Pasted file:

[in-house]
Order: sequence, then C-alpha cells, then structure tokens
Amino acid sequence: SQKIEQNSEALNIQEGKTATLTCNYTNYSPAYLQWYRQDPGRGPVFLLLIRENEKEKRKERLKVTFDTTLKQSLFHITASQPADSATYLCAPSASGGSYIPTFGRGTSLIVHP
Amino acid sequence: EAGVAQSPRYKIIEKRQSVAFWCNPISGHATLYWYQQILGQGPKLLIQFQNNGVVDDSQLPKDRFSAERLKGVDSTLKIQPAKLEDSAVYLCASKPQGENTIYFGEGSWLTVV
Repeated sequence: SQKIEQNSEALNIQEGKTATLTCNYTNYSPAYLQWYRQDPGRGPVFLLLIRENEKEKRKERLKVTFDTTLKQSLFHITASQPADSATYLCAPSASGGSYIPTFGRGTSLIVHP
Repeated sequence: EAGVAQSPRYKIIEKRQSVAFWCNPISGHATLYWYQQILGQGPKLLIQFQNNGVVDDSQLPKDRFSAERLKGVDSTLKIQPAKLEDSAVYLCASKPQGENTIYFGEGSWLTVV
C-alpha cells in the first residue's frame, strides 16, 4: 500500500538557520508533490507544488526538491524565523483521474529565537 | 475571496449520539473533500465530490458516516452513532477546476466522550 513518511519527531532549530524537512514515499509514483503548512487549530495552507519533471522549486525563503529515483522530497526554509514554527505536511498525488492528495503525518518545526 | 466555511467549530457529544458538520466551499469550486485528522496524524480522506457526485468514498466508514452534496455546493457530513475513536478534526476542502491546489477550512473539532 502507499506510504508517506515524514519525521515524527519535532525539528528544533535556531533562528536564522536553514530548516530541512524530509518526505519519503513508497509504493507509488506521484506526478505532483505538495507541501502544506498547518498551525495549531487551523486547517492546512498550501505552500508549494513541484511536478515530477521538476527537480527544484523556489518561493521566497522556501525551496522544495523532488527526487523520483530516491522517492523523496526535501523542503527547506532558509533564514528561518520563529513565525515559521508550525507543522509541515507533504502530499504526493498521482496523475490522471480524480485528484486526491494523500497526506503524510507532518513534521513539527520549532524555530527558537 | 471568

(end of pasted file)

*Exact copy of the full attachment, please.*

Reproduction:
[in-house]
Order: sequence, then C-alpha cells, then structure tokens
Amino acid sequence: SQKIEQNSEALNIQEGKTATLTCNYTNYSPAYLQWYRQDPGRGPVFLLLIRENEKEKRKERLKVTFDTTLKQSLFHITASQPADSATYLCAPSASGGSYIPTFGRGTSLIVHP
Amino acid sequence: EAGVAQSPRYKIIEKRQSVAFWCNPISGHATLYWYQQILGQGPKLLIQFQNNGVVDDSQLPKDRFSAERLKGVDSTLKIQPAKLEDSAVYLCASKPQGENTIYFGEGSWLTVV
Repeated sequence: SQKIEQNSEALNIQEGKTATLTCNYTNYSPAYLQWYRQDPGRGPVFLLLIRENEKEKRKERLKVTFDTTLKQSLFHITASQPADSATYLCAPSASGGSYIPTFGRGTSLIVHP
Repeated sequence: EAGVAQSPRYKIIEKRQSVAFWCNPISGHATLYWYQQILGQGPKLLIQFQNNGVVDDSQLPKDRFSAERLKGVDSTLKIQPAKLEDSAVYLCASKPQGENTIYFGEGSWLTVV
C-alpha cells in the first residue's frame, strides 16, 4: 500500500538557520508533490507544488526538491524565523483521474529565537 | 475571496449520539473533500465530490458516516452513532477546476466522550 513518511519527531532549530524537512514515499509514483503548512487549530495552507519533471522549486525563503529515483522530497526554509514554527505536511498525488492528495503525518518545526 | 466555511467549530457529544458538520466551499469550486485528522496524524480522506457526485468514498466508514452534496455546493457530513475513536478534526476542502491546489477550512473539532 502507499506510504508517506515524514519525521515524527519535532525539528528544533535556531533562528536564522536553514530548516530541512524530509518526505519519503513508497509504493507509488506521484506526478505532483505538495507541501502544506498547518498551525495549531487551523486547517492546512498550501505552500508549494513541484511536478515530477521538476527537480527544484523556489518561493521566497522556501525551496522544495523532488527526487523520483530516491522517492523523496526535501523542503527547506532558509533564514528561518520563529513565525515559521508550525507543522509541515507533504502530499504526493498521482496523475490522471480524480485528484486526491494523500497526506503524510507532518513534521513539527520549532524555530527558537 | 471568